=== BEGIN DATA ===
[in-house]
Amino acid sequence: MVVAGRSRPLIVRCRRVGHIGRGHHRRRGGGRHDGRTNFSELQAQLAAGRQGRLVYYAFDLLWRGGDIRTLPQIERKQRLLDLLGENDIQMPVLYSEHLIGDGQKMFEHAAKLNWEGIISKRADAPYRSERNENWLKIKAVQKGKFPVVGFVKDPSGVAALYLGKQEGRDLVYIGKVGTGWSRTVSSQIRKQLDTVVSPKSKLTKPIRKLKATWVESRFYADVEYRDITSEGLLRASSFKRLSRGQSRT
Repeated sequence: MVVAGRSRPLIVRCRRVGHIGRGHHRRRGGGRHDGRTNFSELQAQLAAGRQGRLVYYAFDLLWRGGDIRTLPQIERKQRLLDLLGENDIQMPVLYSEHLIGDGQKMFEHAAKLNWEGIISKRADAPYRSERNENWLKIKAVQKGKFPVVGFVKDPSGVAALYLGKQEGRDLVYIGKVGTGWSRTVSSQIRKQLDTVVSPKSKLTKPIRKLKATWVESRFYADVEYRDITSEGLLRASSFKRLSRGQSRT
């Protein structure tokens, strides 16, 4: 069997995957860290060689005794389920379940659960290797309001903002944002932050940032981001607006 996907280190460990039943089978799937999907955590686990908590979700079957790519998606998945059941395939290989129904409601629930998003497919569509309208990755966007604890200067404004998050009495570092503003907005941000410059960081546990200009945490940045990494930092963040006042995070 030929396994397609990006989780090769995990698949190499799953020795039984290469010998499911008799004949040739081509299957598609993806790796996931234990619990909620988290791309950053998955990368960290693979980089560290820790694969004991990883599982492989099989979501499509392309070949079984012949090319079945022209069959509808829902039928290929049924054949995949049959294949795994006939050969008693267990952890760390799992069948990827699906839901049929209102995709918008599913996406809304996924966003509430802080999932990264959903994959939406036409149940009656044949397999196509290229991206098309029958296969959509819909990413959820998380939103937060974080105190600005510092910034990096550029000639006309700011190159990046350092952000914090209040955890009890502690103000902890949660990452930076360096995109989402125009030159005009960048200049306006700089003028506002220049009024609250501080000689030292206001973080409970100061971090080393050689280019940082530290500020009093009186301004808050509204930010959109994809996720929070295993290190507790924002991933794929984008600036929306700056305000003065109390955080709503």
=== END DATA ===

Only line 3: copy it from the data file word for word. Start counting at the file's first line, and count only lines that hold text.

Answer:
Repeated sequence: MVVAGRSRPLIVRCRRVGHIGRGHHRRRGGGRHDGRTNFSELQAQLAAGRQGRLVYYAFDLLWRGGDIRTLPQIERKQRLLDLLGENDIQMPVLYSEHLIGDGQKMFEHAAKLNWEGIISKRADAPYRSERNENWLKIKAVQKGKFPVVGFVKDPSGVAALYLGKQEGRDLVYIGKVGTGWSRTVSSQIRKQLDTVVSPKSKLTKPIRKLKATWVESRFYADVEYRDITSEGLLRASSFKRLSRGQSRT